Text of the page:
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Pork embutido is a Filipino meatloaf dish made with ground pork. It’s usually stuffed with hard-boiled eggs, sausages, and sliced ham.

The dish is prepared in 2 ways: steaming and baking. However, steaming is more popular throughout the Philippines, as it keeps the meat juicier and from drying out due to extensive heat.

Though the dish is eaten quite commonly, it’s also the star of the table on special occasions, such as Christmas and fiestas. It can be eaten both hot and chilled.

Hot embutido is often paired with rice to capture the full essence of the dish and make it enjoyable for the eater, even if it crumbles. However, when cold, it’s eaten alone, without any side dishes.

The only thing that you’ll see with it is banana sauce. However, it’s not necessary.

Even ketchup would work in ordinary settings, like a good afternoon snack. I mean, who cares if it tastes good? ;)

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The origin story of embutido is quite interesting. It comes from the Philippines, takes its name from the Spanish, and is inspired by American meatloaf.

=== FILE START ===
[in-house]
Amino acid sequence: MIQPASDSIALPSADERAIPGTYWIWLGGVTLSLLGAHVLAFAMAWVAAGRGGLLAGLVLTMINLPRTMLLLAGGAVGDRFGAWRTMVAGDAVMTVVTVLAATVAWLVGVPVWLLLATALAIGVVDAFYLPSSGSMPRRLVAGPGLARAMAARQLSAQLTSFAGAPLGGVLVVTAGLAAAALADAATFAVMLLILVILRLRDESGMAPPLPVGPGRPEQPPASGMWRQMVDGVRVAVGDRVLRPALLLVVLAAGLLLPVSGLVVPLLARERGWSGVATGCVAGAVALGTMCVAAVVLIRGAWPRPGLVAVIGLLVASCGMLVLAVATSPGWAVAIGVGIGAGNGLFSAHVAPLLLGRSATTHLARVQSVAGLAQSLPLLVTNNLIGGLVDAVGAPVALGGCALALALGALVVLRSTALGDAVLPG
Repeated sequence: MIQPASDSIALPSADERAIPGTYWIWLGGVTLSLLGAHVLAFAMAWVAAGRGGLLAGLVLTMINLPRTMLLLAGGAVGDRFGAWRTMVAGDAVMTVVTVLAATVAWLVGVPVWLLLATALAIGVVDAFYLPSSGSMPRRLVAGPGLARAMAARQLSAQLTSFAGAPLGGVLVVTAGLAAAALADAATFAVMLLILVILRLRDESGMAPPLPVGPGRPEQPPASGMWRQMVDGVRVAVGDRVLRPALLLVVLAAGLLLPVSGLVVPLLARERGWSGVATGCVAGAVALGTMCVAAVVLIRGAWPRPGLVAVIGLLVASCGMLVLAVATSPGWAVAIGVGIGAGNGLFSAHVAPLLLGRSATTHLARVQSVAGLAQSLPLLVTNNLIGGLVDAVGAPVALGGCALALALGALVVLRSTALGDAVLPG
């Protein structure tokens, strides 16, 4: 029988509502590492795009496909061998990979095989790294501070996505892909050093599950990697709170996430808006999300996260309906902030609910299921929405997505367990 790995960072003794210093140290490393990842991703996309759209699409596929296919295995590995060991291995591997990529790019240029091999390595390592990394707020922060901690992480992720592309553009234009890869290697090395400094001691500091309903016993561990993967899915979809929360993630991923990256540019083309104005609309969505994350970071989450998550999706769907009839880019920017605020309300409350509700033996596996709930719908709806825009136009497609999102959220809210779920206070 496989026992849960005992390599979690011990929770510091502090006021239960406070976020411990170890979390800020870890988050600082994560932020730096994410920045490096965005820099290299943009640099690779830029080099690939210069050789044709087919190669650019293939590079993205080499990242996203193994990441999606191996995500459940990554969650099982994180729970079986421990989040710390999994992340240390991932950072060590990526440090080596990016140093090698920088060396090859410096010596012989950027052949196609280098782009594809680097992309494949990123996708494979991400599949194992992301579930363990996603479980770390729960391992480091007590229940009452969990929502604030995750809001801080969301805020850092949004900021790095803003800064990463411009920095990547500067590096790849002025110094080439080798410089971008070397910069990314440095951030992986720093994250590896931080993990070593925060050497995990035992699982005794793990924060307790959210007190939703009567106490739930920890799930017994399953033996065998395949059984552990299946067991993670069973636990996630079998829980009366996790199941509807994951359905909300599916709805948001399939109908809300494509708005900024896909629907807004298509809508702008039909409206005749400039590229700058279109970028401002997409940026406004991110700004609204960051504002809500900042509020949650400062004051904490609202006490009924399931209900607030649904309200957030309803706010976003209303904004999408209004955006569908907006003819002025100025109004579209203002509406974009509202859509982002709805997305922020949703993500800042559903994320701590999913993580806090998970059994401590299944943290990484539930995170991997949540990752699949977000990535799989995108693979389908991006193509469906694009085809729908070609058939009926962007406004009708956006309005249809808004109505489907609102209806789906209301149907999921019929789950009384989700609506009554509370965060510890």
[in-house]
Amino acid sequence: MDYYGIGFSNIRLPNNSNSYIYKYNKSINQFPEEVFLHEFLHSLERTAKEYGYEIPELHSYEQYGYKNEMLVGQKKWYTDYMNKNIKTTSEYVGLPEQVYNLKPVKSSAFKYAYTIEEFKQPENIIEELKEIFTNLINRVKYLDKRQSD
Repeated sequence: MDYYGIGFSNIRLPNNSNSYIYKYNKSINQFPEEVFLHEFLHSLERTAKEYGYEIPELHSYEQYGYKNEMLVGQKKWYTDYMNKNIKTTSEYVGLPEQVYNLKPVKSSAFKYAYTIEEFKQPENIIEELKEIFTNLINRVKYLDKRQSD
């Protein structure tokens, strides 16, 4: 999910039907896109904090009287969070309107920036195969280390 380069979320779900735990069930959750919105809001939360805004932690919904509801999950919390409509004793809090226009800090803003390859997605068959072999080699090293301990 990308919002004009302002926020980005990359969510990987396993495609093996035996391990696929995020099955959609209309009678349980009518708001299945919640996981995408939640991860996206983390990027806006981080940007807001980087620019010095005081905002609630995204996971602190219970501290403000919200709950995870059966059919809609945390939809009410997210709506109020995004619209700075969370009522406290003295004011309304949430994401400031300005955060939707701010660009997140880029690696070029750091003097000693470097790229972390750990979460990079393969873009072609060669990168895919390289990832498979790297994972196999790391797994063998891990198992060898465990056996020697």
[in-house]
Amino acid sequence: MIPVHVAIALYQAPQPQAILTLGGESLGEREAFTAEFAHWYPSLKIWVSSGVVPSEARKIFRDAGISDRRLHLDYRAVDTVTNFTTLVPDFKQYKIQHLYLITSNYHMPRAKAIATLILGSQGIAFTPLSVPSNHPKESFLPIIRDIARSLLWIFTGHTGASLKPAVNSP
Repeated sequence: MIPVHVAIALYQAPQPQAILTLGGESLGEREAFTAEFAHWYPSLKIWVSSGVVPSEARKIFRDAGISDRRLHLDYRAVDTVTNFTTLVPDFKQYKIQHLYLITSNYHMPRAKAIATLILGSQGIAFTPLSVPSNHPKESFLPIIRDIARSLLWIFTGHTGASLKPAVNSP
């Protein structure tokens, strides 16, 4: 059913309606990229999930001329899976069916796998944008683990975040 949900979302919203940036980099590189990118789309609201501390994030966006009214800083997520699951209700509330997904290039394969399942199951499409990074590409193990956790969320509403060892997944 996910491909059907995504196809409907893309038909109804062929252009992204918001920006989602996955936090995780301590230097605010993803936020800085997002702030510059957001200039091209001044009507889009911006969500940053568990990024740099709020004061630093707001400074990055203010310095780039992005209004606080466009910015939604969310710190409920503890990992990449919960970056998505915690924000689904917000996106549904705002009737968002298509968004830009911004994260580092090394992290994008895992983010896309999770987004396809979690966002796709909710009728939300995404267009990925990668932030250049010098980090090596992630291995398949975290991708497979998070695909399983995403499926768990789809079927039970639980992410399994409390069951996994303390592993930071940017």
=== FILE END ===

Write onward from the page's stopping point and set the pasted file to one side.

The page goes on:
According to the recorded history of the dish, it was made between 1898 and 1946, during the American colonial period. As the Americans colonized the region, the American canning industry also expanded to the islands, and the influx of processed meat and canned food saw an all-time high.

With an abundance of meat and canned food, and the somewhat experimental temperament of Filipinos with food came into being a new recipe: the pork embutido.

This dish basically combined every ingredient that was canned at the time and made it into a delicious dish. The only thing they didn’t get creative with was the name “embutido”, which is the Spanish word for “sausage”.

To eliminate confusion, sausages are known under the terms “chorizo” and “longganisa” in the Philippines, and “embutido” is reserved exclusively for the meatloaf dish.

Though some sources claim that the dish’s origin traces back to the 15th century and is inspired by the Spanish sausage, or “embutido,” there’s not much evidence to support it. Plus, embutido was a generic term that doesn’t expressly point to one particular dish, but a group of it.

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Joost Nusselder, the founder of Bite My Bun is a content marketer, dad and loves trying out new food with Japanese food at the heart of his passion, and together with his team he's been creating in-depth blog articles since 2016 to help loyal readers with recipes and cooking tips.